Old school rocks, literally.
Analog in 2009!
Ooh la la.
Thursday, November 20, 2008
Wishing you happy and enjoyable listening. -- manual for the JVC JR-S61M/61W/61H
There is no stopping this guy! My friend, artist Julian Montague was featured in today's Daily Heller email newsletter. Everyday I got the email newsletter, sponsored by PRINT magazine and written by design guru/writer Steven Heller. It usually consists of a short blast about a single topic with images and links. The topic is a design of note from today (like the Obama marketing, logo, etc) or something vintage like a old design magazine, ads or often about a particular designer or artist.
When I open today's Daily Heller and saw the shopping cart photo, I know it was Julian he was talking about. Congrats to him! There is a link to his website (this is a traffic driver, for sure), info about a group show Julian is in this weekend in NYC: Sign/Age: Lost in the Supermarket at Armand Bartos Fine Art in New York, including William Eggleston, Martha Friedman, Claes Oldenburg, Andy Warhol and a quote from his Montague Projects blog. Very cool.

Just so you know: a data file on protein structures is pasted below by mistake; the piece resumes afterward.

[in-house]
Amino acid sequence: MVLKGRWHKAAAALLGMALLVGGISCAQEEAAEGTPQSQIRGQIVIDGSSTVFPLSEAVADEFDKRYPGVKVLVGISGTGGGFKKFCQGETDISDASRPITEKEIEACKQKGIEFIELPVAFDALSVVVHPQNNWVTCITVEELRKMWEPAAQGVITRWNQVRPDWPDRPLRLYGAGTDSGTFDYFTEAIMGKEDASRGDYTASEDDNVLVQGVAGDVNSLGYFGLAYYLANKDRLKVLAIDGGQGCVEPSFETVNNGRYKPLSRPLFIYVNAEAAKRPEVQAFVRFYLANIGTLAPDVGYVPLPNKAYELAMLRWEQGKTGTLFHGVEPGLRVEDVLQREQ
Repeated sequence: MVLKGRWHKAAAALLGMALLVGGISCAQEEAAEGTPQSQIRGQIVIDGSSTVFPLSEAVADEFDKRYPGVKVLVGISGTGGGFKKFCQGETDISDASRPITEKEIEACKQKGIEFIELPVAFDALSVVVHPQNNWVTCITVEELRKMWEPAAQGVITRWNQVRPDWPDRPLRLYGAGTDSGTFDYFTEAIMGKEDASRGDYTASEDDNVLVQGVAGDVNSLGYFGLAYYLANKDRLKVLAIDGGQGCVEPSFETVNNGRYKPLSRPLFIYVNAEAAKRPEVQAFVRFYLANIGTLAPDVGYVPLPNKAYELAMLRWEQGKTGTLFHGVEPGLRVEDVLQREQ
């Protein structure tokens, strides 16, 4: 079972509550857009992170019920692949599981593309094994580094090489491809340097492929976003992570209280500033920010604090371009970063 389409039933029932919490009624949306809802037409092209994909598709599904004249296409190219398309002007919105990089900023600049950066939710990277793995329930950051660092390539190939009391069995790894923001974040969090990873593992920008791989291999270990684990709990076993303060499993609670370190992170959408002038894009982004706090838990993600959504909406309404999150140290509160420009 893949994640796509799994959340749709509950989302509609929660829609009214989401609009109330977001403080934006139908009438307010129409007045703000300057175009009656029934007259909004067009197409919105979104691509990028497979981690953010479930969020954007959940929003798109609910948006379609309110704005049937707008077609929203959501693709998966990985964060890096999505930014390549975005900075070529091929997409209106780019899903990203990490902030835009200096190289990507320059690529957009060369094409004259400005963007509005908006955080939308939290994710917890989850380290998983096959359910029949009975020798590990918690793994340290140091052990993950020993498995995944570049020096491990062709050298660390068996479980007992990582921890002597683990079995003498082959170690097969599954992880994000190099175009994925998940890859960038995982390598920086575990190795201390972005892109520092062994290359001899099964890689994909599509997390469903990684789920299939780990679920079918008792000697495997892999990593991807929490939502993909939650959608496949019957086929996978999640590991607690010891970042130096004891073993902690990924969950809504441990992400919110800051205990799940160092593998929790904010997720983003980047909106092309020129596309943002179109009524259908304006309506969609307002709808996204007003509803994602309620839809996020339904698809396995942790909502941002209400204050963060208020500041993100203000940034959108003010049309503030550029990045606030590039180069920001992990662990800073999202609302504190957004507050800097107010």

Julian's Blog- click here.
Art Show website- here.
Sign up for the Daily Heller- here.
Tuesday, November 18, 2008
From Violet to Hazel: Postcards From Our Past (part 4)
this space for writing messages
This may be it, I think I lost the postcard scanning buzz I had going last week. This last batch has some cool images including another Kleinhann's, which looks like it is Florida for some reason. There aren't a lot of trees and very little structures beyond the building- which is odd to see after living in this neighborhood off and on over the the last 20 years or so. The Main Street Shopping District is amazing in it's New York City-ness as it is has people galore on the streets among theaters, street cars and the famous AM & As Department Store. The back is great too- it is postmarked Nov 20, 1933 and begins "Hello Mother" and includes the calming "We did not have to use the car chains coming here as the road was in pretty good shape."